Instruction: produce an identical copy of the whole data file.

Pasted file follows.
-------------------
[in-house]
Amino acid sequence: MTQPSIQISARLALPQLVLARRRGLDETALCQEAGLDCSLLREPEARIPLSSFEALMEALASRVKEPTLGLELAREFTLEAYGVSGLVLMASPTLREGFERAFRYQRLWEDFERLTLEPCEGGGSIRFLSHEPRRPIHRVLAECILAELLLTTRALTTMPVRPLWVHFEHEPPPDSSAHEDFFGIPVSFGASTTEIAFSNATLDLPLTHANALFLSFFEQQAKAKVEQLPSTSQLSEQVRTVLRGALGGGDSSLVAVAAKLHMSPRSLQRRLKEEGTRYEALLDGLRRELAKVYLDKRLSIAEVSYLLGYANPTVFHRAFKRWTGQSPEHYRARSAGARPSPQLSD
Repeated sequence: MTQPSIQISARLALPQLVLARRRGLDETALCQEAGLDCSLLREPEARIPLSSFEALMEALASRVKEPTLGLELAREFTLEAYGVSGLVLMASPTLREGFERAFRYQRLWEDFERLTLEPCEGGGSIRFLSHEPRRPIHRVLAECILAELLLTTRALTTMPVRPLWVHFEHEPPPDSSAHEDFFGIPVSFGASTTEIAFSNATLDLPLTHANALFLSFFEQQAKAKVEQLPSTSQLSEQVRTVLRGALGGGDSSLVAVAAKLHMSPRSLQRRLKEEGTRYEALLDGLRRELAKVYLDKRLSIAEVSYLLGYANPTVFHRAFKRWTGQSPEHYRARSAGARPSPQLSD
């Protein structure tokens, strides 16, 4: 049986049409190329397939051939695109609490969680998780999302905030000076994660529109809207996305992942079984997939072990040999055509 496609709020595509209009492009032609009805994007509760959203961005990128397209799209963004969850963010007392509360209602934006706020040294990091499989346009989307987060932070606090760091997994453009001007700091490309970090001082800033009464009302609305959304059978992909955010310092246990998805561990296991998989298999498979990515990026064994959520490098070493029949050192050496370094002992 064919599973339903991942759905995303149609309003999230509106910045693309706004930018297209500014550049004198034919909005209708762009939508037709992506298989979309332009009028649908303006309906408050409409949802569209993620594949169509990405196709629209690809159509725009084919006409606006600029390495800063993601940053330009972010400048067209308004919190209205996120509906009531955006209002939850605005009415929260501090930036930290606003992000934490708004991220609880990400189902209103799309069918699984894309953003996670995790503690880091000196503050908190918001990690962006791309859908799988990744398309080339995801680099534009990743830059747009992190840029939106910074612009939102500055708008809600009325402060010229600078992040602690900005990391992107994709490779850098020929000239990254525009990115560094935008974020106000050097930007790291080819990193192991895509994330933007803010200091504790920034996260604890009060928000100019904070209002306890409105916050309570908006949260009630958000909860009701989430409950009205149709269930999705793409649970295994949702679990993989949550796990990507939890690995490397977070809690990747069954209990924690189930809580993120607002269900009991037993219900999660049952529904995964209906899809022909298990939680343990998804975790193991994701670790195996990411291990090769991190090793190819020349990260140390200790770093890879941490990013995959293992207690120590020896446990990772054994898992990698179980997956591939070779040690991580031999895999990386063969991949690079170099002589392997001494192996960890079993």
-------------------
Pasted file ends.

[in-house]
Amino acid sequence: MTQPSIQISARLALPQLVLARRRGLDETALCQEAGLDCSLLREPEARIPLSSFEALMEALASRVKEPTLGLELAREFTLEAYGVSGLVLMASPTLREGFERAFRYQRLWEDFERLTLEPCEGGGSIRFLSHEPRRPIHRVLAECILAELLLTTRALTTMPVRPLWVHFEHEPPPDSSAHEDFFGIPVSFGASTTEIAFSNATLDLPLTHANALFLSFFEQQAKAKVEQLPSTSQLSEQVRTVLRGALGGGDSSLVAVAAKLHMSPRSLQRRLKEEGTRYEALLDGLRRELAKVYLDKRLSIAEVSYLLGYANPTVFHRAFKRWTGQSPEHYRARSAGARPSPQLSD
Repeated sequence: MTQPSIQISARLALPQLVLARRRGLDETALCQEAGLDCSLLREPEARIPLSSFEALMEALASRVKEPTLGLELAREFTLEAYGVSGLVLMASPTLREGFERAFRYQRLWEDFERLTLEPCEGGGSIRFLSHEPRRPIHRVLAECILAELLLTTRALTTMPVRPLWVHFEHEPPPDSSAHEDFFGIPVSFGASTTEIAFSNATLDLPLTHANALFLSFFEQQAKAKVEQLPSTSQLSEQVRTVLRGALGGGDSSLVAVAAKLHMSPRSLQRRLKEEGTRYEALLDGLRRELAKVYLDKRLSIAEVSYLLGYANPTVFHRAFKRWTGQSPEHYRARSAGARPSPQLSD
């Protein structure tokens, strides 16, 4: 049986049409190329397939051939695109609490969680998780999302905030000076994660529109809207996305992942079984997939072990040999055509 496609709020595509209009492009032609009805994007509760959203961005990128397209799209963004969850963010007392509360209602934006706020040294990091499989346009989307987060932070606090760091997994453009001007700091490309970090001082800033009464009302609305959304059978992909955010310092246990998805561990296991998989298999498979990515990026064994959520490098070493029949050192050496370094002992 064919599973339903991942759905995303149609309003999230509106910045693309706004930018297209500014550049004198034919909005209708762009939508037709992506298989979309332009009028649908303006309906408050409409949802569209993620594949169509990405196709629209690809159509725009084919006409606006600029390495800063993601940053330009972010400048067209308004919190209205996120509906009531955006209002939850605005009415929260501090930036930290606003992000934490708004991220609880990400189902209103799309069918699984894309953003996670995790503690880091000196503050908190918001990690962006791309859908799988990744398309080339995801680099534009990743830059747009992190840029939106910074612009939102500055708008809600009325402060010229600078992040602690900005990391992107994709490779850098020929000239990254525009990115560094935008974020106000050097930007790291080819990193192991895509994330933007803010200091504790920034996260604890009060928000100019904070209002306890409105916050309570908006949260009630958000909860009701989430409950009205149709269930999705793409649970295994949702679990993989949550796990990507939890690995490397977070809690990747069954209990924690189930809580993120607002269900009991037993219900999660049952529904995964209906899809022909298990939680343990998804975790193991994701670790195996990411291990090769991190090793190819020349990260140390200790770093890879941490990013995959293992207690120590020896446990990772054994898992990698179980997956591939070779040690991580031999895999990386063969991949690079170099002589392997001494192996960890079993």